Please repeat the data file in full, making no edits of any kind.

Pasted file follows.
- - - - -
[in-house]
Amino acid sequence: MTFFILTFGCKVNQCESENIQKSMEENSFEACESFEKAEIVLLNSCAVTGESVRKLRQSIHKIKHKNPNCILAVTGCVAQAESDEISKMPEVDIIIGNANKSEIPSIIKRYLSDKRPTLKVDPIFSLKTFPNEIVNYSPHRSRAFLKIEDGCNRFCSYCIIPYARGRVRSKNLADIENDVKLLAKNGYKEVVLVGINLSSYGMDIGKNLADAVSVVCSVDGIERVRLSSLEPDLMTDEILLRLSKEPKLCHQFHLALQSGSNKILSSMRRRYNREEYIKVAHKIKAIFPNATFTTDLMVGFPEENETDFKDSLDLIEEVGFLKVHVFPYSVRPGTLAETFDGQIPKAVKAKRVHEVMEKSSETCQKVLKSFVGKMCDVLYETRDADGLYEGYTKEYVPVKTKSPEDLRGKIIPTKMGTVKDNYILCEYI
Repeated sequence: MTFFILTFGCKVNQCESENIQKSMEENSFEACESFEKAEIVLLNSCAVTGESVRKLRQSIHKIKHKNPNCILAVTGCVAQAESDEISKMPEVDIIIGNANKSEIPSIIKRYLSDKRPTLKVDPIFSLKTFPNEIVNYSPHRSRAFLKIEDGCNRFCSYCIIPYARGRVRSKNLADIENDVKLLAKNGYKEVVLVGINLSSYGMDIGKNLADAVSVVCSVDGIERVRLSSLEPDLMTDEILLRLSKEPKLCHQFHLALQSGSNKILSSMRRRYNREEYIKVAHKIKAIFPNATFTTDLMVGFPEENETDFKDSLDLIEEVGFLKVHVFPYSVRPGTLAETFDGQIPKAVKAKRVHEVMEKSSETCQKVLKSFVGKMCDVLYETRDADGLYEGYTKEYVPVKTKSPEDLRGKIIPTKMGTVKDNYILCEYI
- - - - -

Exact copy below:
[in-house]
Amino acid sequence: MTFFILTFGCKVNQCESENIQKSMEENSFEACESFEKAEIVLLNSCAVTGESVRKLRQSIHKIKHKNPNCILAVTGCVAQAESDEISKMPEVDIIIGNANKSEIPSIIKRYLSDKRPTLKVDPIFSLKTFPNEIVNYSPHRSRAFLKIEDGCNRFCSYCIIPYARGRVRSKNLADIENDVKLLAKNGYKEVVLVGINLSSYGMDIGKNLADAVSVVCSVDGIERVRLSSLEPDLMTDEILLRLSKEPKLCHQFHLALQSGSNKILSSMRRRYNREEYIKVAHKIKAIFPNATFTTDLMVGFPEENETDFKDSLDLIEEVGFLKVHVFPYSVRPGTLAETFDGQIPKAVKAKRVHEVMEKSSETCQKVLKSFVGKMCDVLYETRDADGLYEGYTKEYVPVKTKSPEDLRGKIIPTKMGTVKDNYILCEYI
Repeated sequence: MTFFILTFGCKVNQCESENIQKSMEENSFEACESFEKAEIVLLNSCAVTGESVRKLRQSIHKIKHKNPNCILAVTGCVAQAESDEISKMPEVDIIIGNANKSEIPSIIKRYLSDKRPTLKVDPIFSLKTFPNEIVNYSPHRSRAFLKIEDGCNRFCSYCIIPYARGRVRSKNLADIENDVKLLAKNGYKEVVLVGINLSSYGMDIGKNLADAVSVVCSVDGIERVRLSSLEPDLMTDEILLRLSKEPKLCHQFHLALQSGSNKILSSMRRRYNREEYIKVAHKIKAIFPNATFTTDLMVGFPEENETDFKDSLDLIEEVGFLKVHVFPYSVRPGTLAETFDGQIPKAVKAKRVHEVMEKSSETCQKVLKSFVGKMCDVLYETRDADGLYEGYTKEYVPVKTKSPEDLRGKIIPTKMGTVKDNYILCEYI